AC Power has worked with CEV on three other solar projects, so there was a history of successfully developing and completing projects.

Pohlman noted that CEV is one of the largest solar owner/operators in New Jersey. Since 2010, it has invested over $1.2 billion in commercial and residential solar projects and today maintains 70 commercial solar assets across six states and a portfolio of over 470 MW of installed capacity.  

CEV and CS Energy started construction of the Old Bridge project in March 2023, and faced the challenge of building a solar project, securing equipment and labor, in a condensed timeline.


CS Energy, which built the solar array, said the Old Bridge project was a good fit for the company given its extensive solar work and experience working with NJR Clean Energy Ventures—it had done the largest landfill to solar power project in U.S. with CEV in New Jersey.


Janani Ramkumar, Vice-President of Operations for CS Energy, said the Old Bridge project was a good fit for the company given its extensive solar work and experience working with CEV—it had done the largest landfill to solar power project in U.S. with CEV in New Jersey.

“It was a tough schedule, though,” says Ramkumar. “Lead times on equipment were a big challenge. We worked with AC Power on obtaining some of the long lead equipment, like switch gears, ahead of time, to keep to the construction timeline.” The main components were Hanwha Q.Peak Duo 485 w solar panels, CPS (Chint Power Systems) inverters, and the project featured TerraSmart Glide racking.

“We had to make sure that everything went like clockwork on the project—that was the most challenging part. But we have a very experienced team, and sub-contractors, so things were efficient.”

She noted that something new is that CS Energy needed to come up with an execution strategy for Inflation Reduction Act (IRA) compliance. “It required quite a bit of documenting, and we submitted that to CEV on a monthly basis, so they could comply with IRA tax credit requirements. But that went pretty smoothly.”

CS Energy received the construction contract in March 2023, mobilized on site in June, and the project was essentially mechanically complete in September, and energized in October—ahead of the November deadline.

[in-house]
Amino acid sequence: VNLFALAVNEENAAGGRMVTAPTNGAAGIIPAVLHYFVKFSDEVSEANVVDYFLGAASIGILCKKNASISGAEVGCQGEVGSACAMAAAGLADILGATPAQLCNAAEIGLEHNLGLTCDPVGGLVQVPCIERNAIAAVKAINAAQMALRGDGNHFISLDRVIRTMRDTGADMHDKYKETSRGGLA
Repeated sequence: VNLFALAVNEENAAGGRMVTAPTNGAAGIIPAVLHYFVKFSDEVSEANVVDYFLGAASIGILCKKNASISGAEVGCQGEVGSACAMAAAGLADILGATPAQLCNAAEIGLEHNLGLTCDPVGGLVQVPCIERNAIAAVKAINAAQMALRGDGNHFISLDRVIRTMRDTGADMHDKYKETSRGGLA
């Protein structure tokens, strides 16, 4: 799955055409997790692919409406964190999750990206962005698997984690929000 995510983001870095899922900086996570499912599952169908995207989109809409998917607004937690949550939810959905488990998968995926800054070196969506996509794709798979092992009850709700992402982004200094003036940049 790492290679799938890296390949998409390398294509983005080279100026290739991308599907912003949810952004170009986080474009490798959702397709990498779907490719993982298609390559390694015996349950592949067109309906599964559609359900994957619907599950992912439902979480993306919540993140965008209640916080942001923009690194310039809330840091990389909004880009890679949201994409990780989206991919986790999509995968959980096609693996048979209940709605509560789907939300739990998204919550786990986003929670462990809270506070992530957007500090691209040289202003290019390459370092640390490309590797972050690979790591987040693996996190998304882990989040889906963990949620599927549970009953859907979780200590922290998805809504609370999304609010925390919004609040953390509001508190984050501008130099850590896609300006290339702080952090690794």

Ramkumar said the site challenges were similar to other landfill projects they had worked on in the past. “From a construction standpoint, a typical challenge is the weight distribution during construction so you don’t disturb the landfill or cause any ruts on the surface.” They have ways to deal with that, she said, such as using tracked equipment, on site.

CEV’s Robert Pohlman noted that while there were not any particularly unusual challenges to the Old Bridge project, each project has its own characteristics.

“We’ve built a lot of these projects with CS Energy and other contractors, and you think you have seen it all,” he says. “But every project is so unique. You run into new things, and learn a bit more with each project, and you get to put that in your toolbox for future projects. These projects are complex—it takes a lot of team work to get them done.”

And with the number of landfills in the state, and the region, Pohlman says the company is looking forward to doing more similar projects. “We have significant hope for a fruitful next few years for more landfill to solar projects like Old Bridge.”

As for AC Power, company CEO Annika Colston is happy that the Old Bridge project is performing well.  “We’re excited that this 'trash-to-treasure' solar project is now powering 400 local homes with clean energy.”

AC Power is now actively working on developing other landfill solar projects.

“We initially built the business of developing projects on previously disturbed land, and we believe there is more than enough opportunity out there. We were initially developing projects in New Jersey, but we have moved on to doing projects in New York and we’re also developing projects in Illinois and Maryland.”

State support and legislation is key to the success of projects, she emphasizes. “It is much easier and much more viable to develop solar on landfills and other previously disturbed sites where there is state legislation to support it, because on an apple to apple basis, these projects don’t compare, economically, with conventional ground mount projects.

“The IRA presents some additional opportunities,” she added, “but it remains to be seen over the next year or two if it will move the needle.”

Q1 2024